by WorldTribune Staff, April 23, 2021
Officials with the Tokyo Olympic Games announced on Thursday that they will not allow athletes to kneel or protest during the Games which are set to begin on July 23.
The International Olympic Committee (IOC) said it polled more than 3,500 elite athletes and Olympians ranging in age from 16 to 55+ and it became clear the overwhelming majority are in favor of strict rules against demonstrations.
What is known as Rule 50, which bans “demonstration or political, religious or racial propaganda” in venues and any other Olympic area, had been under review, Reuters reported on Wednesday.
“A very clear majority of athletes said that they think it’s not appropriate to demonstrate or express their views on the field of play, at the official ceremonies or at the podium,” the IOC said.
Gutsmack.com noted: “The decision was made, in part, because the athletes themselves think using sport as an avenue for political theater is complete horseshit. The IOC is currently working with the Legal Affairs Commission to come out with a range of different sanctions so there will be no little Megan Rapinoe shoving her garbage takes down the microphones of the West after the U.S. women’s team destroys Thailand 18-0.”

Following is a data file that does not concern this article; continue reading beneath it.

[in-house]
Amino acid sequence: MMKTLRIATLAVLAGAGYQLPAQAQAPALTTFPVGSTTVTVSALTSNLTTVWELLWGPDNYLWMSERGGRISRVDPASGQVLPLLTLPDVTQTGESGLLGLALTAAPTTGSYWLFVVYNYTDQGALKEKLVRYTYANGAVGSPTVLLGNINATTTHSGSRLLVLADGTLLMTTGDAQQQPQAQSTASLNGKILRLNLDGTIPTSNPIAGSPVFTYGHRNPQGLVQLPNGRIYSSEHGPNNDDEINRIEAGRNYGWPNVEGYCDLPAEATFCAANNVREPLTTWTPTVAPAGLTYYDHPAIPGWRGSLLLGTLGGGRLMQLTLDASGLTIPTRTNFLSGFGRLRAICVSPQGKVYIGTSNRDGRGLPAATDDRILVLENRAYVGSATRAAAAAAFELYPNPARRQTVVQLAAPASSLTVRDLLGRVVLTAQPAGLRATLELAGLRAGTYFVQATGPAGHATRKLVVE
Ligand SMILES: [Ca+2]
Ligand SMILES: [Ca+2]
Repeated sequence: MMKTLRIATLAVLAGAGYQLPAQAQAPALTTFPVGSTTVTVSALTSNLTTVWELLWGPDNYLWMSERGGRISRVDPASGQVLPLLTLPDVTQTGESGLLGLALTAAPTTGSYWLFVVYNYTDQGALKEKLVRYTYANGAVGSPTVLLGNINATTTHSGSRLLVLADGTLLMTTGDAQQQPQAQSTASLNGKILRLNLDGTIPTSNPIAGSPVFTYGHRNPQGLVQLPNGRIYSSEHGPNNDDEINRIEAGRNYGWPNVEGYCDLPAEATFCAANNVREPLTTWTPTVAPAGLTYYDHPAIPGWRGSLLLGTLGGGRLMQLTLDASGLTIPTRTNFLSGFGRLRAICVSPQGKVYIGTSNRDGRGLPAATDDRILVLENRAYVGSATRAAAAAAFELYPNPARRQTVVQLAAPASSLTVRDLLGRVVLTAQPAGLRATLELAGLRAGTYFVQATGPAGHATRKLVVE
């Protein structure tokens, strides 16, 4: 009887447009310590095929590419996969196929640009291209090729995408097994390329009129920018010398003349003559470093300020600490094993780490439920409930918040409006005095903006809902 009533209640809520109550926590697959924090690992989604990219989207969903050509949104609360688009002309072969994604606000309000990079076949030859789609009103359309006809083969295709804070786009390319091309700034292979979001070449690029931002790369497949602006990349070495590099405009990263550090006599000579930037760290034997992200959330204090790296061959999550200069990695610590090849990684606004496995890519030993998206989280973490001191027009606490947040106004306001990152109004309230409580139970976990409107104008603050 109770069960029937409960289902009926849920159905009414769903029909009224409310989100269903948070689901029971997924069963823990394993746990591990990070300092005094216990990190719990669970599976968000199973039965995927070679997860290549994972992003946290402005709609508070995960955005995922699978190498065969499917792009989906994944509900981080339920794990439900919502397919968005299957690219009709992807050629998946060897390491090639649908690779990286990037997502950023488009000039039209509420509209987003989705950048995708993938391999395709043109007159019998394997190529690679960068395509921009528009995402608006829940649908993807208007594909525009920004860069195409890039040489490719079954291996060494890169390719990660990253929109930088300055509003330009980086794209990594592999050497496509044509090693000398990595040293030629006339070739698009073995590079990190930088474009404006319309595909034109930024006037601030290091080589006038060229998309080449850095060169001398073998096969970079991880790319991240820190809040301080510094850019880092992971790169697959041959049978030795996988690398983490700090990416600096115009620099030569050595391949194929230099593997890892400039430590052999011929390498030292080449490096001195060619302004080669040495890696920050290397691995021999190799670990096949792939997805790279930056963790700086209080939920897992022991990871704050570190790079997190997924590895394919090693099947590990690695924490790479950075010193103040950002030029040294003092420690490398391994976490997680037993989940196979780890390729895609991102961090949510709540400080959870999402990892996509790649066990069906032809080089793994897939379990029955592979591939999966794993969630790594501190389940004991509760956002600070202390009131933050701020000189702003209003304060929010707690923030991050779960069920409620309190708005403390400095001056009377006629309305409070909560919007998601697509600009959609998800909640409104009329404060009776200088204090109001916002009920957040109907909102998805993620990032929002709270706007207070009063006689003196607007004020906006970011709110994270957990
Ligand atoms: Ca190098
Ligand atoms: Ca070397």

The IOC’s Athletes’ Commission chief Kirsty Coventry, who led a review of the rule, said the majority of athletes consulted were against any protests within the fields of play or the podiums.
“I would not want something to distract from my competition and take away from that. That is how I still feel today,” Coventry, a former Olympic swimming champion for Zimbabwe, said in an online presentation of the Rule 50 consultation results.
When asked if athletes would be punished in Tokyo for making political statements such as taking a knee on the podium in support of racial equality, Coventry said: “Yes that is correct.”
“That is also because of the majority of athletes we spoke to. That is what they are requesting for,” Coventry said.
The IOC said that, of the more than 3,500 athletes polled, 70 percent said it was “not appropriate to demonstrate or express their views” on the field of play or at the opening or closing ceremony.
The survey also showed 67 percent of respondents disapproved of podium demonstrations.